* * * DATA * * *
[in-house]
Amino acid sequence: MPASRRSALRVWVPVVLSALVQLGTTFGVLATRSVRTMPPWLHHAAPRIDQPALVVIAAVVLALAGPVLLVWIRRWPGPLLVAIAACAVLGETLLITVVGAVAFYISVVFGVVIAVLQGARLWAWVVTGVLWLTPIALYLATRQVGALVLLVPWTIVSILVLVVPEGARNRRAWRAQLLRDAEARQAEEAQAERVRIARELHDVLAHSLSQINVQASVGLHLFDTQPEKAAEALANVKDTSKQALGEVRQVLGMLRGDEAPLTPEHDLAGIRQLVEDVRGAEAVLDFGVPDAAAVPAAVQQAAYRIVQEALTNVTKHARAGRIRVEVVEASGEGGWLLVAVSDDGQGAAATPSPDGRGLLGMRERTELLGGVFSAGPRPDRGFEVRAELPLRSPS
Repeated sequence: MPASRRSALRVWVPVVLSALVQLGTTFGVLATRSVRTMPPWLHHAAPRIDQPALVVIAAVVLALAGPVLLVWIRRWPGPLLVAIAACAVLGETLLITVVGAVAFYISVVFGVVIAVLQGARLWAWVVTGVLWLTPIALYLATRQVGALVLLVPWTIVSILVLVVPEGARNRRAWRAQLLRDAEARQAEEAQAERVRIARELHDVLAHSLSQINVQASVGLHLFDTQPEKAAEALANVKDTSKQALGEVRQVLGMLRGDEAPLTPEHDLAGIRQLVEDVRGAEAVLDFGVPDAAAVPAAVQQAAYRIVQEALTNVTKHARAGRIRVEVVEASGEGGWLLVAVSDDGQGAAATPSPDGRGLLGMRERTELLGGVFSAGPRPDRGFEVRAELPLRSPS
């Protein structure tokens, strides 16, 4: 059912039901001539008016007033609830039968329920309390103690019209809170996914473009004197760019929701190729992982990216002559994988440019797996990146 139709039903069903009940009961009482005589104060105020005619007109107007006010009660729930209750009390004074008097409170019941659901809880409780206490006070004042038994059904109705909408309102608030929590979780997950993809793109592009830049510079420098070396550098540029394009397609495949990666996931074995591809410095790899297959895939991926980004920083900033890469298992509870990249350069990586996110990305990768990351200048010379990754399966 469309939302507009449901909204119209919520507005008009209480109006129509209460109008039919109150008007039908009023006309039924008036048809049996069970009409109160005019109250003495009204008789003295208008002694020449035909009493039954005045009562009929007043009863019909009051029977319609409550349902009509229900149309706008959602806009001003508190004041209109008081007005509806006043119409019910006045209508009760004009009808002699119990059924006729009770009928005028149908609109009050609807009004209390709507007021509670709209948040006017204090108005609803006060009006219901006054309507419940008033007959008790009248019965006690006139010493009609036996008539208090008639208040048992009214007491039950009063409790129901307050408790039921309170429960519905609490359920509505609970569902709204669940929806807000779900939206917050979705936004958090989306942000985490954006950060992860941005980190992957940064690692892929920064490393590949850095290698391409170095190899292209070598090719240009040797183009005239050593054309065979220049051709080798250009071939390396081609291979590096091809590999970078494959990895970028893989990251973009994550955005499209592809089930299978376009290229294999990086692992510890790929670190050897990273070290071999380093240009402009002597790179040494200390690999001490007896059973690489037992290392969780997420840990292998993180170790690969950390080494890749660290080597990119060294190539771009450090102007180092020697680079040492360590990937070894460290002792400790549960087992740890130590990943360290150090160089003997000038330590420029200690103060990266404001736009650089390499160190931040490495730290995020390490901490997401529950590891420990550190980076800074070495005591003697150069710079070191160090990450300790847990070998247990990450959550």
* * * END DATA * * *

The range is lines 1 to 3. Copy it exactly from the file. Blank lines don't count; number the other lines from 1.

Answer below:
[in-house]
Amino acid sequence: MPASRRSALRVWVPVVLSALVQLGTTFGVLATRSVRTMPPWLHHAAPRIDQPALVVIAAVVLALAGPVLLVWIRRWPGPLLVAIAACAVLGETLLITVVGAVAFYISVVFGVVIAVLQGARLWAWVVTGVLWLTPIALYLATRQVGALVLLVPWTIVSILVLVVPEGARNRRAWRAQLLRDAEARQAEEAQAERVRIARELHDVLAHSLSQINVQASVGLHLFDTQPEKAAEALANVKDTSKQALGEVRQVLGMLRGDEAPLTPEHDLAGIRQLVEDVRGAEAVLDFGVPDAAAVPAAVQQAAYRIVQEALTNVTKHARAGRIRVEVVEASGEGGWLLVAVSDDGQGAAATPSPDGRGLLGMRERTELLGGVFSAGPRPDRGFEVRAELPLRSPS
Repeated sequence: MPASRRSALRVWVPVVLSALVQLGTTFGVLATRSVRTMPPWLHHAAPRIDQPALVVIAAVVLALAGPVLLVWIRRWPGPLLVAIAACAVLGETLLITVVGAVAFYISVVFGVVIAVLQGARLWAWVVTGVLWLTPIALYLATRQVGALVLLVPWTIVSILVLVVPEGARNRRAWRAQLLRDAEARQAEEAQAERVRIARELHDVLAHSLSQINVQASVGLHLFDTQPEKAAEALANVKDTSKQALGEVRQVLGMLRGDEAPLTPEHDLAGIRQLVEDVRGAEAVLDFGVPDAAAVPAAVQQAAYRIVQEALTNVTKHARAGRIRVEVVEASGEGGWLLVAVSDDGQGAAATPSPDGRGLLGMRERTELLGGVFSAGPRPDRGFEVRAELPLRSPS